Transparency of Gray report questioned amid claims staff kept back evidence

The report is expected to be released later this week – but it is unclear in what format.

The door of the Prime Minister’s official residence in Downing Street
The door of the Prime Minister’s official residence in Downing Street

Downing Street has suggested it may be up to Boris Johnson to decide what is published from Sue Gray’s report into the “partygate” scandal amid concerns staff were keeping back key evidence because it would be seen by the Prime Minister.

Boris Johnson’s former chief aide Dominic Cummings said further evidence of parties held across Whitehall, including in No 10, during coronavirus restrictions was being suppressed by staff “because they know the PM will see everything SG (Sue Gray) collects”.

Downing Street suggested it could be up to Mr Johnson how much of the senior official’s report is made public.

Boris Johnson in Buckinghamshire
Prime Minister Boris Johnson during a visit to Milton Keynes University Hospital in Buckinghamshire (Adrian Dennis/PA)

Ms Gray has been tasked with investigating a litany of allegations about parties and gatherings held in 2020 and 2021 while a variety of Covid restrictions were in place.

These include a “bring your own booze” event at No 10 on May 20 2020, which the Prime Minister has admitted attending but that he said he thought was a work event.

The probe also takes in two leaving bashes held in Downing Street the night before the Duke of Edinburgh’s funeral last year.

The Prime Minister’s official spokesman said “it’s very much our intention to publish the findings in full as set out in the terms of reference”.

But asked if it was up to the Prime Minister or Ms Gray what could be published, the spokesman said: “I think it is a report that comes to the Prime Minister.”

Mr Johnson had previously said the report would be published in the House of Commons library.

Labour’s deputy leader Angela Rayner has said the report “must be published in its entirety with all accompanying evidence”.

It comes as Mr Cummings, who left Downing Street in November 2020 and has been critical of the Government since, claimed evidence was being kept from the inquiry because staff fear it would be seen by Mr Johnson.

Dominic Cummings quizzed by MPs
Dominic Cummings, former chief adviser to Prime Minister Boris Johnson (Kirsty O’Connor/PA)

He suggested that meant that further evidence, including photos, will keep leaking after her report.

“I know others are very worried about handing things to the Cabinet Office because they know the PM will see everything SG collects,” Mr Cummings said on his blog.

“This inevitably means that evidence, including photos, is not given to her and instead will keep leaking after her report. (To stress, this is a consequence of beliefs about the PM’s integrity, not SG’s.)

“Other damaging stories will come out until he is gone.”

He suggested that “many officials are desperate” to force Mr Johnson out this week.

Mr Cummings said he had given evidence to the inquiry in writing so Mr Johnson could not “invent things”.

He said: “When SG (Sue Gray) asked to speak to me I emailed to the effect: if we speak the PM will invent nonsense and spin it to the media and you and I will both have problems, let’s keep everything in writing, therefore he cannot invent things I’ve supposedly said to you, there is only a written record, this makes both our lives easier.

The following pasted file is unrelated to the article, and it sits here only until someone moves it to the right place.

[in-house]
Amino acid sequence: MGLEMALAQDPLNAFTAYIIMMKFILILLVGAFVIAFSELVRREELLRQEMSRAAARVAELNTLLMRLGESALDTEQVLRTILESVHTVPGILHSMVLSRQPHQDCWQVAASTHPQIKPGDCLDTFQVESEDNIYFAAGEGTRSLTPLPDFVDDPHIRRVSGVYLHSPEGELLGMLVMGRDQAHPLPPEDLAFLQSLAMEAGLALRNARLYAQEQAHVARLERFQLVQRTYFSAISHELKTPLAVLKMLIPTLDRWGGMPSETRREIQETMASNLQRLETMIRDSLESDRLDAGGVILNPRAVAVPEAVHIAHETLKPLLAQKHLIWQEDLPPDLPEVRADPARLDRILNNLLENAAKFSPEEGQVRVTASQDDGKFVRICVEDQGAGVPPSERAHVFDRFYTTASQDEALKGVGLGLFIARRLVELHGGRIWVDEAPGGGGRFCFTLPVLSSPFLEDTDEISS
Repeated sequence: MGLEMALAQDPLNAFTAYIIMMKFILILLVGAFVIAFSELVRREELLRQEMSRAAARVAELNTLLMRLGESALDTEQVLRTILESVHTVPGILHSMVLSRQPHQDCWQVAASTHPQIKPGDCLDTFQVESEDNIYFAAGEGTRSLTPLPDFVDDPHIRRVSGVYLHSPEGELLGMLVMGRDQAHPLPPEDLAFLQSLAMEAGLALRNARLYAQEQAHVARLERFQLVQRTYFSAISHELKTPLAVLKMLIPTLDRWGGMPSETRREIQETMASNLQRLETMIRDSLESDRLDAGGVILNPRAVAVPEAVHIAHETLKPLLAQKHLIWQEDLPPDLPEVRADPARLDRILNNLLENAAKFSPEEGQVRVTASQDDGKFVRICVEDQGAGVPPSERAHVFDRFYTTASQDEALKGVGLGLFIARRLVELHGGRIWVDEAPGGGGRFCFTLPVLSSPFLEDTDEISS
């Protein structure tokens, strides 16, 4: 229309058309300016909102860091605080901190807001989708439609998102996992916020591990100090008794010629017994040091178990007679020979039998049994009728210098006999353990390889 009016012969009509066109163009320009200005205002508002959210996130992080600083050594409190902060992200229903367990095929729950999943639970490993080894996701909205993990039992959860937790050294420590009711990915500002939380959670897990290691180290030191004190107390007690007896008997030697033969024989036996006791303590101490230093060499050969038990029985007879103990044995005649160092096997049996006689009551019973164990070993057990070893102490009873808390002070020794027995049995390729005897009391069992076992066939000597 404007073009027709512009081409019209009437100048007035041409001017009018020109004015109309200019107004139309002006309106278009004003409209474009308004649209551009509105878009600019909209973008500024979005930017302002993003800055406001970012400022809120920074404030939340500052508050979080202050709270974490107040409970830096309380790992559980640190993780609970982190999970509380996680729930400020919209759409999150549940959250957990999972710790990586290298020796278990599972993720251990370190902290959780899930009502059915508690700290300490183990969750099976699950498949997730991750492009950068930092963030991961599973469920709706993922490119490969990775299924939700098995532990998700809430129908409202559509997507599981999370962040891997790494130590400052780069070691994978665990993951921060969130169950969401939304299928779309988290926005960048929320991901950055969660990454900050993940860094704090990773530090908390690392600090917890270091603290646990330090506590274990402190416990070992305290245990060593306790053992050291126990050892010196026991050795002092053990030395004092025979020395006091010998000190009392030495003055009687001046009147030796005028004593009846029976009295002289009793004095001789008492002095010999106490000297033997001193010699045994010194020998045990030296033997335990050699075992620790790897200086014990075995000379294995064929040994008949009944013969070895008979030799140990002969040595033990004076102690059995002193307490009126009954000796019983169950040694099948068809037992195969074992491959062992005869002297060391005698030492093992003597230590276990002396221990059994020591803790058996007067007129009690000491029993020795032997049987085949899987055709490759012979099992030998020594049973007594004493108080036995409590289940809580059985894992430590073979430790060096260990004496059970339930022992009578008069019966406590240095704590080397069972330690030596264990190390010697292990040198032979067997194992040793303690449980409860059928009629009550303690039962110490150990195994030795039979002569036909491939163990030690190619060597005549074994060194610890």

“She agreed. So I have answered questions in writing and will answer further questions in writing if she wants.

“But I will not speak and therefore provide the PM with more chances to lie and confuse everybody.”

Downing Street and ministers have repeatedly stressed Ms Gray’s investigation is independent, but have been unable to point towards what makes it so.

Reports suggested Ms Gray had spoken to Metropolitan Police officers stationed at Downing Street as part of her investigations, and that the Prime Minister’s wife Carrie could be interviewed as part of questions over an alleged gathering at the couples flat.

Ms Gray’s report is expected to be released later this week and its findings could determine Mr Johnson’s future as Prime Minister.

Government gatherings
Sue Gray, second permanent secretary at the Department for Levelling Up, Housing and Communities (

Many Tory MPs are awaiting the outcome of the report to decide whether to submit letters of no confidence in their leader.

Senior Conservative MP David Davis told the Today programme: “I like Boris, I’ve known him for 30 years but the truth is we’re now into an issue of trust.

“I don’t think any of the proposed people (to replace him as Prime Minister), I’ve seen in the papers have a trust issue.”

Former Brexit secretary Mr Davis said he will wait “three or four days” after the Gray report before asking the Prime Minister to resign.

Last week, Mr Davis called on the Prime Minister to “go” and told him: “You have sat too long here for any good you have been doing. In the name of God, go.”

He added on Monday: “I think it’s pretty likely I would want him to go, but I will wait for those few days.

“At the moment he has a legacy of having delivered Brexit and having brought us through the pandemic.

“As we carry on as we may do, month in, month out, it will do huge damage to the Conservative Party.”

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